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There are just two ways for Lake Hawea multisport coach Matty Graham to finish the two-day Coast to Coast on February 11-12, his bike mechanic, Jeremy Forlong, says. His legs will fall off or he will have quads the size of a monster."
Forlong should know. The owner of Off the Chain Cycles in Dunedin has spent the past six months restoring Graham’s raw, steel-framed, 1983 Mercier 10-speed, complete with an authentic but "virtually impossible to get" Shimano 600 gear set.
Graham (35) said his 39-year-old racing bike really only had two gears: "One is too hard and the other is too easy".
The six-time Coast to Coast veteran loves his leather-seated French bike, even if, at 10kg-11kg, it is 4kg heavier than his modern road bike.
"If you think about history of flight technology, this would be the equivalent of the Wright brothers’ plane, the first thing that flew well," Graham said.
It has been 10 years since Graham last competed in the Coast to Coast. Studies, family, children and work intervened.
This year, the 40th edition of the first two-day race, he has decided to give it a seventh shot.
Graham wants to race as authentically as possible, which is why he has also chosen a rudderless, wide kayak of uncertain provenance that his dad, Phil, has been keeping in the bushes at his Hokitika home.
Kayak maker Grahame Sisson has confirmed the boat was a type used for racing in 1983 and is probably an old Quality Kayak brand, although there has been some difficulty placing the exact model.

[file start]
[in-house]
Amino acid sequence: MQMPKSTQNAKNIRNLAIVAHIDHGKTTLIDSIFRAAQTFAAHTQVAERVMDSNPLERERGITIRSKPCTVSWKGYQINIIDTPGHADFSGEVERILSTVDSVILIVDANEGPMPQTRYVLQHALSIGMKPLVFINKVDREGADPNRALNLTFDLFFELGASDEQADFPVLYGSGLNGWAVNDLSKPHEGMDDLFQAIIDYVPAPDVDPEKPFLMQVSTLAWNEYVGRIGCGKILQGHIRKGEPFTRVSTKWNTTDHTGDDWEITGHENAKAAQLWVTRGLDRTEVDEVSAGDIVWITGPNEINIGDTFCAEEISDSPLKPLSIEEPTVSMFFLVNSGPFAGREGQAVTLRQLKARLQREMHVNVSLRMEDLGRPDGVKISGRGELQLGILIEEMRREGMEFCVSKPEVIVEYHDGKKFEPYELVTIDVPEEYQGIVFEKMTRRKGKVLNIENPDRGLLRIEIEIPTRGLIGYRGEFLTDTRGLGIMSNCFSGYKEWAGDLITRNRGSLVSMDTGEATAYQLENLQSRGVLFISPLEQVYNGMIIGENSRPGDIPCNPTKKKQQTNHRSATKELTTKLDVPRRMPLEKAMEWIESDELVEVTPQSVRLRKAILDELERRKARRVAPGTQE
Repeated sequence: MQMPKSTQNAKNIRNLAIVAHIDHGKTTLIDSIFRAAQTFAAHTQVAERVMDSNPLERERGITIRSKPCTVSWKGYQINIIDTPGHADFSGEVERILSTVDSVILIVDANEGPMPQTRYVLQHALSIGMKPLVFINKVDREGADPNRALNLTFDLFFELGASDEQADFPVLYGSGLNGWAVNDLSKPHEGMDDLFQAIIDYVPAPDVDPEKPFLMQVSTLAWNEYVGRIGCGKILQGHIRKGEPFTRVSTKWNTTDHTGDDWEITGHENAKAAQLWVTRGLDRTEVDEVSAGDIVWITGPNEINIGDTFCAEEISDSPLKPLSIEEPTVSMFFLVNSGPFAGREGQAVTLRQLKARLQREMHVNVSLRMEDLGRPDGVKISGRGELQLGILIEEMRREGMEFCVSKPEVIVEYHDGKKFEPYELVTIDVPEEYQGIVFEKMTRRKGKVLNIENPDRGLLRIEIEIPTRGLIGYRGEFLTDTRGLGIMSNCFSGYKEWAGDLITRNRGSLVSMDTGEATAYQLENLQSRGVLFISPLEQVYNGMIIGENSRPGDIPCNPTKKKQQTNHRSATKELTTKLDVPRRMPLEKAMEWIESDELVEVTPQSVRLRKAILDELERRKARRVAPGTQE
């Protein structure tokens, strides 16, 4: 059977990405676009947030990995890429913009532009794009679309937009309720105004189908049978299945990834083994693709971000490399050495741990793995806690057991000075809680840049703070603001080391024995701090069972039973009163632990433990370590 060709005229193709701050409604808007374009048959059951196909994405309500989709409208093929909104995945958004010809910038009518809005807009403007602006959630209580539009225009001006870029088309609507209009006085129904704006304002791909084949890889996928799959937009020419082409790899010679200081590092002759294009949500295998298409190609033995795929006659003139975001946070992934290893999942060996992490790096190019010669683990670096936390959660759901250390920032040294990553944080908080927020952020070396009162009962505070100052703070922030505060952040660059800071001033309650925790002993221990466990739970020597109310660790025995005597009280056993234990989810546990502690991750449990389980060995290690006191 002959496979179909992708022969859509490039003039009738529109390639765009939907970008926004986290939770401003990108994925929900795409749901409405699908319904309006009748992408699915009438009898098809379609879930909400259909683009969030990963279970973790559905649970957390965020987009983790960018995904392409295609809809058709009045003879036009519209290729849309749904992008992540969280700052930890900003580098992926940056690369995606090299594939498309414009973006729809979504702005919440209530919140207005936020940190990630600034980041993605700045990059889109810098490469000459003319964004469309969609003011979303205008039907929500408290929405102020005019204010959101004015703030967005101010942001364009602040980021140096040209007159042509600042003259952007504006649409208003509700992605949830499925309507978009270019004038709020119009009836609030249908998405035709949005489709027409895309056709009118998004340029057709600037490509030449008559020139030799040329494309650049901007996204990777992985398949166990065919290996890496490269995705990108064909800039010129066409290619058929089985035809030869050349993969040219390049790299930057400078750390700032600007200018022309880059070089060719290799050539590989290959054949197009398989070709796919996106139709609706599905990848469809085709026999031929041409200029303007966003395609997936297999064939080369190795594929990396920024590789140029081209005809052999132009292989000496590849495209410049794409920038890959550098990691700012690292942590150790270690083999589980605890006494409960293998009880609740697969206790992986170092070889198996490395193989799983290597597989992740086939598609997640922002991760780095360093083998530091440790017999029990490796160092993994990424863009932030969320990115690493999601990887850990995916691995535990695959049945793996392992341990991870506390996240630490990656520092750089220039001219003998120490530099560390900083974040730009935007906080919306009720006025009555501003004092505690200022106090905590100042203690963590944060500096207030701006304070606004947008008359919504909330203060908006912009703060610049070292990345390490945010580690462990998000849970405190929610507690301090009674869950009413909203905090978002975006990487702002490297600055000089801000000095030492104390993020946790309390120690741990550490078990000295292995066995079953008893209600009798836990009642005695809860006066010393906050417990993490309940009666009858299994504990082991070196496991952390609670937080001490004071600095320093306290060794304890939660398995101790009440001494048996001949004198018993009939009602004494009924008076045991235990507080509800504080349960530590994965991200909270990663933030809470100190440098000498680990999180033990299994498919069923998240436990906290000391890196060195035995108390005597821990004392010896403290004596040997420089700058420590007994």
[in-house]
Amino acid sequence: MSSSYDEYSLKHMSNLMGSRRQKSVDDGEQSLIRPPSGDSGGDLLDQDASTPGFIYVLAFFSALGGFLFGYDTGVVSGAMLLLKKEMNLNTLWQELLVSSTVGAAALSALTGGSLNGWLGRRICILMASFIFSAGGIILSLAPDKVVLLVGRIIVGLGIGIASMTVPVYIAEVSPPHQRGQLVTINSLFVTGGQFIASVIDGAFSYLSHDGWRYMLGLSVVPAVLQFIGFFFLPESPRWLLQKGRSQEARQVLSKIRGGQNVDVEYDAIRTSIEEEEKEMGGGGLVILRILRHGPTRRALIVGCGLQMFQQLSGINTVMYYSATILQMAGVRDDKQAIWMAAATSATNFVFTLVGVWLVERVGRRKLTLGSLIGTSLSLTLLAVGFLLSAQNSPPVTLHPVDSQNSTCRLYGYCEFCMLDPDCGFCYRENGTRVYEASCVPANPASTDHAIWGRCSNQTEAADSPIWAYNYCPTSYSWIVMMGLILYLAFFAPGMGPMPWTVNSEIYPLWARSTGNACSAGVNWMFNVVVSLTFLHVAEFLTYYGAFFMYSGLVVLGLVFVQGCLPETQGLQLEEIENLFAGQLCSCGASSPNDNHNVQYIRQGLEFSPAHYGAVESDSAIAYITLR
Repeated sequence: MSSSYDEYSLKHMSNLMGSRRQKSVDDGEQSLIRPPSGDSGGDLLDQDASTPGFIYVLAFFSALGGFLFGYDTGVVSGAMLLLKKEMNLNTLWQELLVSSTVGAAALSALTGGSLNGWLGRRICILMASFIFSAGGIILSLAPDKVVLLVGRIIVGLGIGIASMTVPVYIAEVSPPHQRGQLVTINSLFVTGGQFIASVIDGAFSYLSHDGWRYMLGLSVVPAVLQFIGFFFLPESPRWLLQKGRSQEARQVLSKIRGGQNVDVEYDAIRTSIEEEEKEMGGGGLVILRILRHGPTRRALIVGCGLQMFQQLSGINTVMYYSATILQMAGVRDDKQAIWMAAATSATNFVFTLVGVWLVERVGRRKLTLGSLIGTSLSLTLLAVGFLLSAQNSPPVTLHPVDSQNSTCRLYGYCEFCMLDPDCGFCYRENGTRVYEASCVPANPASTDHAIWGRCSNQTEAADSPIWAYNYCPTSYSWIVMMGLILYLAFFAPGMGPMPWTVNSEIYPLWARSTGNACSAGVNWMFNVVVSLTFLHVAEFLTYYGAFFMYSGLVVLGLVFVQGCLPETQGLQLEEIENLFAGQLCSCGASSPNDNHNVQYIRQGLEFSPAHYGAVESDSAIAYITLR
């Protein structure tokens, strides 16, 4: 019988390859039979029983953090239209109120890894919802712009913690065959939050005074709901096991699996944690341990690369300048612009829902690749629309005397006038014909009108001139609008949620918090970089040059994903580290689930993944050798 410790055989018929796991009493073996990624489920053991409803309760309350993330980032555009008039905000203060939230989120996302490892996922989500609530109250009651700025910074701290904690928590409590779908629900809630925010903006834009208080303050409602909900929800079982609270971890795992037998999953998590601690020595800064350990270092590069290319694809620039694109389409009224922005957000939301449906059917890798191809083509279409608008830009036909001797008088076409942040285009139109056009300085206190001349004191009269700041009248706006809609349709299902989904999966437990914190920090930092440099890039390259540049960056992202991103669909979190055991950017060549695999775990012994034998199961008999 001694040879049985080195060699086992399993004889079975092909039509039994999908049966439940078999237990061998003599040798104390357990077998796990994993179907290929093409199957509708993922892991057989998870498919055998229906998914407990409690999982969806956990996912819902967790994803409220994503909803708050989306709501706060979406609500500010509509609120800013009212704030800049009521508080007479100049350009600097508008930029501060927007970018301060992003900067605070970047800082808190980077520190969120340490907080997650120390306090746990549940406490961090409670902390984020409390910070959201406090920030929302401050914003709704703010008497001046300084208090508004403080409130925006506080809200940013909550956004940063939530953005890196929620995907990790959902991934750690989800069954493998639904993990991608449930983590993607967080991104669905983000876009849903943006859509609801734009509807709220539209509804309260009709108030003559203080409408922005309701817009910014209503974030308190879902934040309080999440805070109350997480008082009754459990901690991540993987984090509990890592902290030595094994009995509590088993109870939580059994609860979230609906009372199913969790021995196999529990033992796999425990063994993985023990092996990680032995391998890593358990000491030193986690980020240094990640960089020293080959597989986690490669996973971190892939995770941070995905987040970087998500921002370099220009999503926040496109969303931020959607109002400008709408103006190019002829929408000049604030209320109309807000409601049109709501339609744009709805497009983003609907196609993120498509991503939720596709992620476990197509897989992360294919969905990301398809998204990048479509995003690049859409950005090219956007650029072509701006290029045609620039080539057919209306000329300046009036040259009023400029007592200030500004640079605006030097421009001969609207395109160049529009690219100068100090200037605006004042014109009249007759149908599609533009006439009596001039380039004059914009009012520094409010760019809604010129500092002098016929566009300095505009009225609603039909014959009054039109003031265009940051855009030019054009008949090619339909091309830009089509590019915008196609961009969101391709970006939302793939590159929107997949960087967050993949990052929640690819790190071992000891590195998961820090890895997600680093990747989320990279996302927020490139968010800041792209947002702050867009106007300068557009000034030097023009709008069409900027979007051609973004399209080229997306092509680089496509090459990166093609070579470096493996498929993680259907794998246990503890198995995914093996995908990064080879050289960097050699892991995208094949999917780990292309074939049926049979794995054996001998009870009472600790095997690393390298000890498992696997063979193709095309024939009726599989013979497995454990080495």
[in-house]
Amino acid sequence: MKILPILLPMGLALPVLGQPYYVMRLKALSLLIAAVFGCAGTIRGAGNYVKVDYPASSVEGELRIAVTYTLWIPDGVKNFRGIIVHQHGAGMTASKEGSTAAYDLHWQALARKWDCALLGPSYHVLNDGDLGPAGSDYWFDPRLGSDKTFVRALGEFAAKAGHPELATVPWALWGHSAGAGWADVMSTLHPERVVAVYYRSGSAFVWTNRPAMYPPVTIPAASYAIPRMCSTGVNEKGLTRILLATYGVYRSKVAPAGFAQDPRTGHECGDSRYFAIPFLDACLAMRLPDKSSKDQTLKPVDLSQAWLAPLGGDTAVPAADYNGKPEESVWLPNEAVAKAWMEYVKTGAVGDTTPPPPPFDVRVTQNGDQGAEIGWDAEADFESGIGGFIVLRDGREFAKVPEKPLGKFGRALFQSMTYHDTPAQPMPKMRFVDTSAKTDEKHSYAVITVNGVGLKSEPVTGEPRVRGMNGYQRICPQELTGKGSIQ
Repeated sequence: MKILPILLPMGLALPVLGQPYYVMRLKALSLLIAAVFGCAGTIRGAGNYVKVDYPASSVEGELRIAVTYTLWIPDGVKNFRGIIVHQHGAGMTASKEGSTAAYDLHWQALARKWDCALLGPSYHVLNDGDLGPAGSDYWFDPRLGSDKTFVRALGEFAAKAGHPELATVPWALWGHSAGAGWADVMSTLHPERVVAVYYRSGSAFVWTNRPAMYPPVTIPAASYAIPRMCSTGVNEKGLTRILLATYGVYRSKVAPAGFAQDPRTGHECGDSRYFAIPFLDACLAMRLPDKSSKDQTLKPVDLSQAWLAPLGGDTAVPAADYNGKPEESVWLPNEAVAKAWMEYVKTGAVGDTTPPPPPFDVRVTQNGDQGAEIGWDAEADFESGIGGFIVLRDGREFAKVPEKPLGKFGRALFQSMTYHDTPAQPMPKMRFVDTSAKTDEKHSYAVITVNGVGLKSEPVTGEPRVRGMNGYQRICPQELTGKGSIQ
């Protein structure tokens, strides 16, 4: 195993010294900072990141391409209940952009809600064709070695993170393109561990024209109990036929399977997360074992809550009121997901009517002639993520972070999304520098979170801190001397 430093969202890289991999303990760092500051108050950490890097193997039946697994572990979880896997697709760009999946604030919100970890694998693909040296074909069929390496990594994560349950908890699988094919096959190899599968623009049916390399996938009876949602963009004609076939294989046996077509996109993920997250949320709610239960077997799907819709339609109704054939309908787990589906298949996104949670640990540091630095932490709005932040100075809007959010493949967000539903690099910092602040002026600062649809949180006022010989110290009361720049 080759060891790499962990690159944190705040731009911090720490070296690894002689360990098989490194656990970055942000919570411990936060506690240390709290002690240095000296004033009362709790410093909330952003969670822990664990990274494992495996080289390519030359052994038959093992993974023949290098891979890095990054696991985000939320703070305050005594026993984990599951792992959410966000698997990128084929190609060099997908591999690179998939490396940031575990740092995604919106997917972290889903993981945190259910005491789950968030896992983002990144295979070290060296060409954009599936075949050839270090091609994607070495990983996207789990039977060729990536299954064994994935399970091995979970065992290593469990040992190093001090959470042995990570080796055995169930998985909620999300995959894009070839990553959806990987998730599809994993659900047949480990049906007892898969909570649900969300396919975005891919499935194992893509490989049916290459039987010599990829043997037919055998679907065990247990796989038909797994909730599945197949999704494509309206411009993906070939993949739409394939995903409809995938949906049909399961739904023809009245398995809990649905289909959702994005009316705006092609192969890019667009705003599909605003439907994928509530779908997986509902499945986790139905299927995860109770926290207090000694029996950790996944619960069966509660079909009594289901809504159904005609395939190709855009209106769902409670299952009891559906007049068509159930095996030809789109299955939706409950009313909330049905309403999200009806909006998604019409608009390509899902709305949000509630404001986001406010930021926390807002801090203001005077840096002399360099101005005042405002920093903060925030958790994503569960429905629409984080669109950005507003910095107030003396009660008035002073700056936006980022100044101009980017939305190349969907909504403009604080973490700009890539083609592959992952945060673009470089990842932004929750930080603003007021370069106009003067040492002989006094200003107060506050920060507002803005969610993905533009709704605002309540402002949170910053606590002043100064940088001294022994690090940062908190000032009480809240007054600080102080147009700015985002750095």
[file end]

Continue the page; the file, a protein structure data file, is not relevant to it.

Graham has been poring over old photos to work out what to wear — and, yes, cotton stubbie short-shorts, a woollen top of some sort and a pair of slippery-soled running shoes is the way to go.
No Lycra, no polypro, no lightweight merino.
This means chafing. And there will be no special costume changes in transition, because the pioneers wore the same outfit from start to finish.
Graham has spoken to Sherriff and others about their first race and discovered things were not hugely comfortable in wet stubbies on the bike or when running over Goat Pass.
He has practised in stubbies so has some idea of what he is in for. But he has not yet found the right woolly.
Graham said if he could travel back in time to the 1983 start line, he did not want to look out of place lining up with the younger versions of Sherriff and company.
"Joe Sherriff, I sat with him for an hour and chewed his ear off. He was a great source of information," Graham said.
There is still a lot to get sorted between now and the February 11 start at Kumara.
Graham is keen to borrow a 1983 car — perhaps a Hillman Hunter, without a roof rack or modern tie-downs. Just a towel on the roof and rope to secure the kayak would do.
Graham cannot be 100% authentic because he must obey safety rules and wear certified helmets and a lifejacket. But one more thing will be like 1983 — he is racing Sherriff , Gurney and Metherell.
Back in 1983, the veterans literally lined up for the unknown in terms of the course and experience, Graham said.
"There wasn’t really a thing called multisport then. They borrowed bikes, rocked up and did it with what they had. And they had that extra layer of not knowing."
"The biggest difference between then and now is 40 years of experience. We really are standing on the shoulders of giants.
"I wouldn’t be where I am today, coaching sport, if it weren’t for the Coast for the Coast," Graham said.
In 1983, the two-day race was the only way to tackle the 243km course from Kumara on the West Coast through the Southern Alps to Christchurch.
Now there are several different types of races, including the elite Longest Day, first introduced in 1987. It starts on February 12.
A documentary, Old School Coast to Coast, will be filmed during this year’s event.
Graham’s support team consists of father Phil and friend Rick Croft, both of whom have supported Graham on his previous Coast to Coast attempts.
Graham’s wife, Lily, and children Elsie (8) and Merritt (6) will also giving encouragement along the route.